From the very nature of a marriage, relationship or other forms of exclusive emotional connections, it is very convenient to reach a conclusion that being with someone means that you would never be lonely anymore.
It is possible to feel lonely in a 'happy' marriage; here’s what to do when that happens
Taken but still very lonely. How to break out of this difficult situation for good.
Afterall, being taken, having a partner and getting married are like the opposite of being alone. How then could you ever be lonely when there is someone in your life?
Well, it sounds implausible but in relationships, things are hardly ever in black and white. So, don’t be too shook if you get a partner, settle down into the routine of family life and discover somewhere along the line that you are actually lonely.
“Loneliness in marriage is very common because life circumstances happen, and the way we manage things [might] leave the marriage on the shelf while everything else gets dealt with,” marriage and family therapist Candice Cooper-Lovett tells Yahoo.
Taken but lonely
The feeling is actually normal, especially when you have been prioritising other aspects of having a partner over the romantic part of it. You know, other activities that come with the territory such as taking care of kids, fending for the family, sorting out bills and preparing a better future for yourself and other people you care about. All that could actually interfere with the communication, romantic activities, reassurances and other affectionate things needed to grow love and keep it well nurtured.
“Children can take up a lot of time and energy in a marriage,” Cooper-Lovett explained, “and as a result the marriage can take a back seat where both partners are feeling stressed and overwhelmed, finding little to no time to spend time with one another.”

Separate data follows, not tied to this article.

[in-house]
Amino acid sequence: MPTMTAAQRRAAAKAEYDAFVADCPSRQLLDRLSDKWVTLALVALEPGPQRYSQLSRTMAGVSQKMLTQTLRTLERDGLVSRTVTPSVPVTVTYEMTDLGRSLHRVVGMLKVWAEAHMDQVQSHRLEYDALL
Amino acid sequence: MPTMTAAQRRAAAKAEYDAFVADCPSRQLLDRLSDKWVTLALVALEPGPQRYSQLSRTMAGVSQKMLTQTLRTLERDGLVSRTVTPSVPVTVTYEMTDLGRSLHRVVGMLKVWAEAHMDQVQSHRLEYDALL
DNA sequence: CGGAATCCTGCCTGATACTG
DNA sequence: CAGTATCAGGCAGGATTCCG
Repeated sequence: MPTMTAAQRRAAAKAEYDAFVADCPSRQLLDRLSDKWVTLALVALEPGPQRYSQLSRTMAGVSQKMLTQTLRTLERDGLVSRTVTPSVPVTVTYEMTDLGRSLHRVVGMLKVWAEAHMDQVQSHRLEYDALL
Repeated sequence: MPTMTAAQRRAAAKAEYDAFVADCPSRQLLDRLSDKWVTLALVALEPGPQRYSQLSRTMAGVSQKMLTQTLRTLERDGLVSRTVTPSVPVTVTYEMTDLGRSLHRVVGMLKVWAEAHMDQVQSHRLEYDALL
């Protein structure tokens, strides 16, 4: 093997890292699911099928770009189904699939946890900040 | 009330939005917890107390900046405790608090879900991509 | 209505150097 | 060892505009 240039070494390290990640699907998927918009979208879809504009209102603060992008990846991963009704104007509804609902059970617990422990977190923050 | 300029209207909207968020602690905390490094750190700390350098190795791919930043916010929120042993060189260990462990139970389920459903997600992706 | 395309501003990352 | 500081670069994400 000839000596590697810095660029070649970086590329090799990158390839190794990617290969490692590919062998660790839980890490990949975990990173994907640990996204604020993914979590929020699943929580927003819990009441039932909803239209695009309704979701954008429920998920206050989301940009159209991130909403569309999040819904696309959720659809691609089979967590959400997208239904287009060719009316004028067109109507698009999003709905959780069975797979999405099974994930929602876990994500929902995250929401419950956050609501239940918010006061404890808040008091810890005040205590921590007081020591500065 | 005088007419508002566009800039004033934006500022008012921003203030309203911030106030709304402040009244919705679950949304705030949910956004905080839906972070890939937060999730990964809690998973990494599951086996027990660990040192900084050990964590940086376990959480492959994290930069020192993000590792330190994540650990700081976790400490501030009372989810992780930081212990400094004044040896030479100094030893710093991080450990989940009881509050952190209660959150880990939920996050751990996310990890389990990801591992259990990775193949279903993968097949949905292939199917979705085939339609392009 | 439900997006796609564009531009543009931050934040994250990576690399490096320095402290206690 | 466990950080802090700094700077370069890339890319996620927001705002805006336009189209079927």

But this really does not have to be the end
The pattern of neglect can be addressed and repaired. All you need do is come to terms with what’s happening and communicate on ways to actually restore the bond in the relationship to what it formerly was.
First things first, you have to understand all of these emotions are normal and not to get too panicked when you start to feel alone in your marriage. The cycle will ebb and flow because no partner can be “on” all the time. It takes managing some expectations while also boldly expressing your needs.
“It’s impossible to meet our partners’ needs at 100 percent,” Cooper-Lovett said, “however, when most of our needs are not being met in a marriage that can cause a lot of strain and leave someone feeling lonely. Most of us want the feelings of being valued, appreciated, nurtured and loved and a sense of companionship.”
Fix it for good
Sure enough, communication will open your eyes to each other’s needs and what needs to be done to address how they might be feeling but beyond that, you need to be willing to put in the effort and consistency required to do so.
Never forget: everything built on the foundation of your love will come crashing down if the relationship with your partner fails. You owe it to yourselves and those who believe in you to keep that love aglow in good and bad times.
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